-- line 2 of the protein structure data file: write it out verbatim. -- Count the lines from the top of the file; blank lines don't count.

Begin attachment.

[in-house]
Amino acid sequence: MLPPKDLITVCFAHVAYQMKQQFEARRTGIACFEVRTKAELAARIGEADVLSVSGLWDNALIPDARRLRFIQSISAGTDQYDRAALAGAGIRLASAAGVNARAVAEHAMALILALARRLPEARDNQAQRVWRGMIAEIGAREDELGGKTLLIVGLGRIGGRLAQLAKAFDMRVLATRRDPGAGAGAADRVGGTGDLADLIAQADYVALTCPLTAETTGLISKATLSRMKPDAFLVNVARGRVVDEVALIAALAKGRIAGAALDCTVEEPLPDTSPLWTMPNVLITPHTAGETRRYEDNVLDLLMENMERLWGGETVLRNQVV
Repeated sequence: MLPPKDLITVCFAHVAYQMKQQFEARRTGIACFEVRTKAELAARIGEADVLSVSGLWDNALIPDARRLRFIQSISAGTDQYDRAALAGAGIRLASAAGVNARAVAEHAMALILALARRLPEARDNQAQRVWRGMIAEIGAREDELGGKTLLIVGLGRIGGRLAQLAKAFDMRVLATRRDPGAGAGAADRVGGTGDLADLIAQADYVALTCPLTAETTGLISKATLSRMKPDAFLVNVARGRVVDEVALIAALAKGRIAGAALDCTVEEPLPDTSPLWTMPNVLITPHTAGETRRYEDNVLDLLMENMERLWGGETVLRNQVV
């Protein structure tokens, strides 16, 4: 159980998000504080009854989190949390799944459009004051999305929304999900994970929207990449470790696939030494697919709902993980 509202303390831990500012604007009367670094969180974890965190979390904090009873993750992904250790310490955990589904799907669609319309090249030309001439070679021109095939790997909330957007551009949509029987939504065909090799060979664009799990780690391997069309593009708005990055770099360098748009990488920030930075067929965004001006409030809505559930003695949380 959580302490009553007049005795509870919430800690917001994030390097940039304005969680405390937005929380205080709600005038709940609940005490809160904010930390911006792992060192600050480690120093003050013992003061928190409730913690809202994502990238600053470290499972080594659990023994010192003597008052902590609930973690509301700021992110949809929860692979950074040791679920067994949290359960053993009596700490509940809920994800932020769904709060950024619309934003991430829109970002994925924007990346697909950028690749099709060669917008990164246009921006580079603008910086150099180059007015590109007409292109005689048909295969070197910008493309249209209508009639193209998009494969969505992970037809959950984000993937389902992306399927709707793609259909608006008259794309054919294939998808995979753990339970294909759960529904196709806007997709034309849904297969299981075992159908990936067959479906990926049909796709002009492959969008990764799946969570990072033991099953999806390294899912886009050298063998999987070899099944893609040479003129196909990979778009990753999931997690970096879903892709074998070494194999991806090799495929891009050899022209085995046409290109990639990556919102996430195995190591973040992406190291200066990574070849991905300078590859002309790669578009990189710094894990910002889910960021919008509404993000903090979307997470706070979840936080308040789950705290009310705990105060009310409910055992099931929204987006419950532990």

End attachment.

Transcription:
Amino acid sequence: MLPPKDLITVCFAHVAYQMKQQFEARRTGIACFEVRTKAELAARIGEADVLSVSGLWDNALIPDARRLRFIQSISAGTDQYDRAALAGAGIRLASAAGVNARAVAEHAMALILALARRLPEARDNQAQRVWRGMIAEIGAREDELGGKTLLIVGLGRIGGRLAQLAKAFDMRVLATRRDPGAGAGAADRVGGTGDLADLIAQADYVALTCPLTAETTGLISKATLSRMKPDAFLVNVARGRVVDEVALIAALAKGRIAGAALDCTVEEPLPDTSPLWTMPNVLITPHTAGETRRYEDNVLDLLMENMERLWGGETVLRNQVV